A private equity buy-out at EMI is looking increasingly likely with Guy Hands - the money man behind Terra Firma - hiking the bid to buy the music firm with a new offer of £3.7bn.
A crashed Antonov transport plane at the centre of US and UN allegations of gunrunning into war-torn Darfur is visible on Google Earth.
Accused Pentagon hacker Gary McKinnon's final appeal against extradition edged forward on Tuesday after judges defined the two points that might merit consideration by the Law Lords.
Database myths and legends (Part 9)In this series we're looking at the myths and legends of the database world - some are true, some false. The myth under the spotlight today is: Bloor Research once produced a report that slammed SQL Server so much that Microsoft had it suppressed.
Avaya has seen its shares rocket by more than 15 per cent amidst speculative reports that a takeover bid for the network firm is imminent.
Video sharing website YouTube has been unbanned by the Moroccan government after five days of unavailability in the desert kingdom.
American cities have begun to wage war against graffiti artists using the latest consumer tech: namely, integrated digital photography and GPS platforms feeding into a central database run as an online service.
The Office of Government Commerce has appealed against an order by the Information Tribunal that it must publish official documents that assess the justification for the government's identity card scheme.
Stratton Sclavos, boss of VeriSign for the last 12 years, has unexpectedly quit the security and domain registrar firm with no explanation.
A Worcestershire man may well have saved his own life after suffering a "severe allergic reaction" to a hamster bite - by self-administering anti-allergy drugs before paramedics arrived.
Security startup Yoggie Systems has squashed 13 security applications - covering functions such as personal firewall, anti-spam, and anti-virus - onto a USB stick.
US online apparel outfit CafePress today dropped "G-string underwear and T-shirts for dogs* emblazoned with [a] picture of Buddha" after Thailand went ballistic at the outrage.
The website for UK tabloid The Mirror has been unavailable all day.
The newest addition to Epson's entry-level Stylus series, the D92, has been announced. Continuing the theme of this general purpose printer range, it features four-colour delivery up to the size of A4 and print speeds up to 25ppm in black and white and 13ppm in colour.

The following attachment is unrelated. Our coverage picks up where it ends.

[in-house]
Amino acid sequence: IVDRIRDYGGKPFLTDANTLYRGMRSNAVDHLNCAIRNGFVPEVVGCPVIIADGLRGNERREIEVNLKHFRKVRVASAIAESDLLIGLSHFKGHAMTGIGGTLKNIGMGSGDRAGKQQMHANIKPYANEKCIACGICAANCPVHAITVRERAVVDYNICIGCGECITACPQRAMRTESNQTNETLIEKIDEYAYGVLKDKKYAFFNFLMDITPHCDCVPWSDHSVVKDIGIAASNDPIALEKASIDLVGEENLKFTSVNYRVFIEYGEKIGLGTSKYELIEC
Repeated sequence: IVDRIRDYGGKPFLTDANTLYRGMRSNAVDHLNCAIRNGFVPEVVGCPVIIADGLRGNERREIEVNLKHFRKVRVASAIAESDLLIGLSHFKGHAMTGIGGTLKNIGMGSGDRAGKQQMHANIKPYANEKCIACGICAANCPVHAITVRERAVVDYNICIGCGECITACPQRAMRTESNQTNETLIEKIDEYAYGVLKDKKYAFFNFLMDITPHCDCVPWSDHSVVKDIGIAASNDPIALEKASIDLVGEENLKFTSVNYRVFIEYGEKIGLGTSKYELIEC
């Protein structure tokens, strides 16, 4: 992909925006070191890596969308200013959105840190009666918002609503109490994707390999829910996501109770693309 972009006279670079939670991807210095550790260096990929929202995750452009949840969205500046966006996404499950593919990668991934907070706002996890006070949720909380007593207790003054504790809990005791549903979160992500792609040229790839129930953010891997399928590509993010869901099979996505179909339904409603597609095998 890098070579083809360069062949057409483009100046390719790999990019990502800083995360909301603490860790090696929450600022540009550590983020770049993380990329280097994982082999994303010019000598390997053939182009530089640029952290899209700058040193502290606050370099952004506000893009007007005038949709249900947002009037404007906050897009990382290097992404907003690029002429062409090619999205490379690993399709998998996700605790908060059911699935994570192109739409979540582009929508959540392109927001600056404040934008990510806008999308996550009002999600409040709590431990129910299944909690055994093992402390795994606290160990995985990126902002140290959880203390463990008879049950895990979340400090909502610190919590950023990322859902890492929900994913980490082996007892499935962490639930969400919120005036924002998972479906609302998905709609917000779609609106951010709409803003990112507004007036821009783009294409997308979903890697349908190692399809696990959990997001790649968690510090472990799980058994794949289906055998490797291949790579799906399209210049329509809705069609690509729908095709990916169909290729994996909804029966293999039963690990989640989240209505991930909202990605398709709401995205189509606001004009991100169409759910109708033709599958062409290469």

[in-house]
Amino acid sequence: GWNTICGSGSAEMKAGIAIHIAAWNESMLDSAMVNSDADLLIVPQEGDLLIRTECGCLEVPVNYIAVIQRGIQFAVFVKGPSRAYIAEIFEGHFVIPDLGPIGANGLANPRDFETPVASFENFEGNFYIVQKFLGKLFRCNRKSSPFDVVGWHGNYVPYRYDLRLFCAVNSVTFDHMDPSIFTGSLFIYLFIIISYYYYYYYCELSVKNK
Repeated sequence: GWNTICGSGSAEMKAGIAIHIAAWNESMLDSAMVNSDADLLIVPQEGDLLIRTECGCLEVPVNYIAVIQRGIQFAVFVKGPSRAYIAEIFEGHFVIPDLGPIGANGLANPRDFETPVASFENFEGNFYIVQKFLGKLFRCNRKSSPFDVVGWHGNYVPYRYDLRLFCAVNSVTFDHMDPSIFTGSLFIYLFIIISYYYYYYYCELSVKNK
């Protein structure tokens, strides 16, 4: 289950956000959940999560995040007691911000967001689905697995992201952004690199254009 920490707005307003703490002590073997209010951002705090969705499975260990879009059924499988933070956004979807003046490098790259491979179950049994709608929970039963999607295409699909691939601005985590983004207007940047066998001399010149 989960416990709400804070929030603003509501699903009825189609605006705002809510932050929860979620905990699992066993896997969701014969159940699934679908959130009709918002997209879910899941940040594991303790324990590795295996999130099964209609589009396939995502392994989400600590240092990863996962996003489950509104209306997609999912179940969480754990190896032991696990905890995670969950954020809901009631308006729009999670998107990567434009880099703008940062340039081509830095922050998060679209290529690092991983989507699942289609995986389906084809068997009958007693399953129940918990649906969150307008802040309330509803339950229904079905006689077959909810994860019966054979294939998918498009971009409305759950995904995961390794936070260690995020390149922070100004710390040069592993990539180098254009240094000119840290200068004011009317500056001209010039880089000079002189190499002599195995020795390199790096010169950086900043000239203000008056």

Media conglomerate CBS has bought Last.fm, the London-based social music network, for $280m.
An MIT doctoral candidate has produced a robotic desk lamp, though its maker prefers to call it a "collaborative lighting assistant", or even "non-anthropomorphic robotic platform".
Toshiba is to start shipping laptops with AMD processors, effectively bringing to an end its exclusive partnership with Intel. The computer giant said it will add AMD microprocessors and graphics chipsets in up to 20 per cent of its Satellite laptop models.
Updates to Germany's computer crime laws banning so-called "hacking tools" have been criticised as ill-considered and counterproductive.
HP wants to give the poor, huddled masses of telecommunications companies in developing countries a chance to buy its very best gear. So, the vendor today rolled out the NonStop NS3000AC server - a more moderately priced, always on system.
Brocade left the product announcement spigot on over the Memorial Day break, churning a flood of new and upgraded software and hardware. This week's broad launch covers performance boosts, data protection and virtualization for the company's SAN (storage area network) and FAN (file area network) lineup. Grab a bucket.
IBM has shed another 1,573 jobs as part of an ongoing push to thin its services organization.
Two years after hinting that Palm was designing a "new category of mobile device," co-founder Jeff Hawkins revealed the the big secret today at the All Things Digital conference.